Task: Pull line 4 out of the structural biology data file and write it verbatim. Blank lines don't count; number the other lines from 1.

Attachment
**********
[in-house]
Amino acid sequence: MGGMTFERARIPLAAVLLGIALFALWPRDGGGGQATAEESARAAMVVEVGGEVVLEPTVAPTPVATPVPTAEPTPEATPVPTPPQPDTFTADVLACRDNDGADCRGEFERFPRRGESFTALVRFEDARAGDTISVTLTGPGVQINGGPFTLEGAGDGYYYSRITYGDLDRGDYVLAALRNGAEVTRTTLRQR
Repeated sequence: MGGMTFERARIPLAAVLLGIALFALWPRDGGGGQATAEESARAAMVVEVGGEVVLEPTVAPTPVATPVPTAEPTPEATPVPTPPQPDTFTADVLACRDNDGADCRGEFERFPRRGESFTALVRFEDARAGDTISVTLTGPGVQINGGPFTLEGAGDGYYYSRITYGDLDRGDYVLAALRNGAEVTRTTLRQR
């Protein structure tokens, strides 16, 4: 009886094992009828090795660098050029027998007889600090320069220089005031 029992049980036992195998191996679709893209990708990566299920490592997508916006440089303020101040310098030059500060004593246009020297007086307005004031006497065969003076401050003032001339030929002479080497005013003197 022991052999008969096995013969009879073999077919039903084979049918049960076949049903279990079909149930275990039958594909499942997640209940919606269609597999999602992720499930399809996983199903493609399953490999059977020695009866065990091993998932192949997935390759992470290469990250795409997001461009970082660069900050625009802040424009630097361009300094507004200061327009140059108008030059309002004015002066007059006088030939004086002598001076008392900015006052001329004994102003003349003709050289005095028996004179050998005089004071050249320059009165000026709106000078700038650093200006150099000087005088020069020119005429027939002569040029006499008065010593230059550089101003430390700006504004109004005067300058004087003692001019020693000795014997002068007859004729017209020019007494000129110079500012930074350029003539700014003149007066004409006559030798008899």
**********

């Protein structure tokens, strides 16, 4: 009886094992009828090795660098050029027998007889600090320069220089005031 029992049980036992195998191996679709893209990708990566299920490592997508916006440089303020101040310098030059500060004593246009020297007086307005004031006497065969003076401050003032001339030929002479080497005013003197 022991052999008969096995013969009879073999077919039903084979049918049960076949049903279990079909149930275990039958594909499942997640209940919606269609597999999602992720499930399809996983199903493609399953490999059977020695009866065990091993998932192949997935390759992470290469990250795409997001461009970082660069900050625009802040424009630097361009300094507004200061327009140059108008030059309002004015002066007059006088030939004086002598001076008392900015006052001329004994102003003349003709050289005095028996004179050998005089004071050249320059009165000026709106000078700038650093200006150099000087005088020069020119005429027939002569040029006499008065010593230059550089101003430390700006504004109004005067300058004087003692001019020693000795014997002068007859004729017209020019007494000129110079500012930074350029003539700014003149007066004409006559030798008899």